Article Summary: A second wave of COVID-19 in Chicago USA: A case for urgent action

Arling, G., Blaser, M., Cailas, M., Canar, J., Cooper, B., Geraci, P., Osiecki, K., & Sambanis, A. (2020). A second wave of COVID-19 in Cook County: What lessons can be applied?. Online Journal of Public Health Informatics, 12(2).

During the current public health crisis in the US, information on COVID-19 mortality is typically reported for the overall population of a city or state, at single time points, and without regard to residential location, particularly individual households compared to long-term care facilities or other congregate settings. In our study of COVID-19 mortality in Cook County IL (Chicago and suburbs), we examined patterns in COVID-19 mortality over time at the neighborhood level (postal Zip codes) in households and in nursing homes and other long-term care facilities (LTCFs).

Setting, Data and Methods

Cook County is an excellent setting for this study because of its large size, densely populated areas, racial and socio-economic diversity, and multiplicity of neighborhoods and LTCFs spread across a large geographical area. Chicago and the surrounding suburbs experienced a major wave of COVID-19 in the Spring with a lull during the summer and early fall. Now the metropolitan area appears to be entering a 2nd major wave. The major data source for this study is the Medical Examiner (ME) Case Archive of COVID-19-related Deaths. This archive is organized in a searchable online database format and contains information about deaths that occurred in Cook County at an address level. Another source of data was the Centers for Medicare and Medicaid Services (CMS), which regulates nursing homes and maintains a database of LTCF related deaths across the United States. Data preparation and statistical analysis were performed with the IBM® SPSS® Modeller 18.2.1. Geocoding, data projections, geospatial data integration, mapping, and initial spatial analysis were performed using ESRI’s ArcGIS Pro.  


  • Household (non-LTCF) COVID-19 mortality in Cook County is accelerating in a manner similar to the early phase of 1st wave in the Spring. LTCF mortality is displaying the same pattern, except with 2-3 week lag, which is likely due to the time for COVID-19 to be transmitted from community to LTCFs. During the 1st wave, LTCF deaths peaked at the alarming rate of 40 deaths per day. As of November 25, the death toll was concentrated in a relatively small number of the county’s 200+ facilities: 52% of LTCF deaths were located in 18 LTCFs in 10 ZIP codes. A month ago COVID-19 related deaths were 2 per day, currently deaths are close to 10 per day.
  • Three neighborhood (zip code) characteristics are related to household COVID-19 mortality: high percentage of Black, Hispanic or other minority group residents; high population density (persons/ square mile); and low socio-economic status. These findings are consistent with general population patterns in other studies; however, we are able to pinpoint patterns at the neighborhood level.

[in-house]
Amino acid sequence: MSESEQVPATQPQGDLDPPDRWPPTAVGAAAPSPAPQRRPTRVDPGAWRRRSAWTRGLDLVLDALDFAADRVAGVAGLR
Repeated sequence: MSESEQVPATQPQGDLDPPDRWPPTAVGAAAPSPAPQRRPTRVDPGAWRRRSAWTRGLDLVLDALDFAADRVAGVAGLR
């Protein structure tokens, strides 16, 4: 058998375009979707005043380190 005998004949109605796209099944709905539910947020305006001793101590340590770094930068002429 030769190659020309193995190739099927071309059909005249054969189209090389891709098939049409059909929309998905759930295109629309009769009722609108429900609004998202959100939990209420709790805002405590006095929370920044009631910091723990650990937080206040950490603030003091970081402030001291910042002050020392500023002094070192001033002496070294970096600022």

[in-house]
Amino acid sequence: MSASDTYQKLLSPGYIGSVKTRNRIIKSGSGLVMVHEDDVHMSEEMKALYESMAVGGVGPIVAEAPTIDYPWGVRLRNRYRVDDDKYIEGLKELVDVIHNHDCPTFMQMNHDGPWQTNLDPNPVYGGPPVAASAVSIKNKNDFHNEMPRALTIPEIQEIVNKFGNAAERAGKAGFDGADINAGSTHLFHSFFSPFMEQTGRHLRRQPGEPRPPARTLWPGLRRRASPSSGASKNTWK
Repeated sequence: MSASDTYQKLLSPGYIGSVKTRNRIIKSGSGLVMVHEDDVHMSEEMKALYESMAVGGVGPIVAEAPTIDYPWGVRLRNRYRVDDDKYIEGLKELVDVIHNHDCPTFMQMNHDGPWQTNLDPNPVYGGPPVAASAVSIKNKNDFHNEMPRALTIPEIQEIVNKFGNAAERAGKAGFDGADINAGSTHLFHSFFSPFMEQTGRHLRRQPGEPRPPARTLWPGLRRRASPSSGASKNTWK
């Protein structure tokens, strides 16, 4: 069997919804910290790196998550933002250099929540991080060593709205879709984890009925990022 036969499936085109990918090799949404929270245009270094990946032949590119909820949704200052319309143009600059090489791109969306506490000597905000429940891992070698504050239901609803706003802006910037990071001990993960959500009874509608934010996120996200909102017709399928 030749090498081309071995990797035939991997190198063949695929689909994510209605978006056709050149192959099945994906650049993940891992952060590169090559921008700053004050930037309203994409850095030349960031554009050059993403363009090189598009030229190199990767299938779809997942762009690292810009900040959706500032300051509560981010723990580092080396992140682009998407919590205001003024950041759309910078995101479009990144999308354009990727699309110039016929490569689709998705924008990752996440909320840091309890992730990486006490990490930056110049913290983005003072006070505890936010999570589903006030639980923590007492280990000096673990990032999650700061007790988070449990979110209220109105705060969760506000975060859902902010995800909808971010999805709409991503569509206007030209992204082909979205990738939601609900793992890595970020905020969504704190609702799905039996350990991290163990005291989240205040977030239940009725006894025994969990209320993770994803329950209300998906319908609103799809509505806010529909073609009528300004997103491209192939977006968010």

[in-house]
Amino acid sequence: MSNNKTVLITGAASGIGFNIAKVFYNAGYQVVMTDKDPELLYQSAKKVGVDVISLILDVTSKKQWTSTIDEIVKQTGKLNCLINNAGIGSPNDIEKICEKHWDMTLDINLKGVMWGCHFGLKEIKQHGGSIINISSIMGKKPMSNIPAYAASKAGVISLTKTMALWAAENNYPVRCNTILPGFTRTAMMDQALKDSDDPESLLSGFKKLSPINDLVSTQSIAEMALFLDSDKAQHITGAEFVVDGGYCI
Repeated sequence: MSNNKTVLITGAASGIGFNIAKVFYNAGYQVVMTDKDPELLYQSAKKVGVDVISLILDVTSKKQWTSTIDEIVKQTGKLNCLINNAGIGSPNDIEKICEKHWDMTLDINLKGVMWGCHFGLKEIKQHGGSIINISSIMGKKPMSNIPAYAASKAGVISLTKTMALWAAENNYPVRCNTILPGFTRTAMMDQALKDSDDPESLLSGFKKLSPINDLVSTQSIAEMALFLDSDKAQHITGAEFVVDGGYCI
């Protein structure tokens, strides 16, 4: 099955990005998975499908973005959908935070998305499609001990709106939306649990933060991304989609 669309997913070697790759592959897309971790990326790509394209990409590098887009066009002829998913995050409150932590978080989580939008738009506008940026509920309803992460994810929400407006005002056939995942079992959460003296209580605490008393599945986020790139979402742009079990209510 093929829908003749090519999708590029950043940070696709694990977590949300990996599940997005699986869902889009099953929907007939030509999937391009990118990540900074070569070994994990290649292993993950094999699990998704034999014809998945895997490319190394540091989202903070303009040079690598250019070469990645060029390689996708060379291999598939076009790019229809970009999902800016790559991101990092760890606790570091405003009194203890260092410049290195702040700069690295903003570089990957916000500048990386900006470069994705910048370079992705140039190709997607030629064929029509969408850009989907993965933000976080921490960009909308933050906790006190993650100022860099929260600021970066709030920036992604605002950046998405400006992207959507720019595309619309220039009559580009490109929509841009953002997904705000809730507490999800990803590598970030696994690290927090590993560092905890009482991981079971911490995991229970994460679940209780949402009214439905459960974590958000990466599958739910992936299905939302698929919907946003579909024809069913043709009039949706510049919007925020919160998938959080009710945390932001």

• Transmission of COVID-19 into LTCFs did not appear to be linked to incidence of COVID-19 in the immediate neighborhood. The rate of COVID-19 mortality in LTCFs was unrelated to the rate of community mortality in the same zip code. In analysis of a subset of nursing home data, we found parallel patterns over time in incidence of COVID-19 cases among nursing facility staff and residents. These findings raise the possibility, suggested by other researchers, that transmission may be occurring through LTCF staff living in the wider community, perhaps in high-risk neighborhoods in other parts of the county.
  • Another possible contributor to spread of COVID-19 is transfer of individuals between acute care hospitals and LTCFs. Cook County nursing facilities had over 190 weekly COVID-19 admissions from the hospital in June, a drop in admissions to 50/week from July – October, and then a sharp upward trend to 150 admissions/week in November. The increase may portend a rise in COVID-19 deaths among nursing facility residents.


Findings from our research point to the urgency of immediate action to prevent an acceleration of COVID-19 cases and consequent deaths both in LTCFs and high-risk neighborhoods, especially neighborhoods with concentrations of minority group residents. Moreover, distribution of vaccines should be prioritized not only to nursing home residents and staff, as currently planned, but also residents of high-risk neighborhoods.

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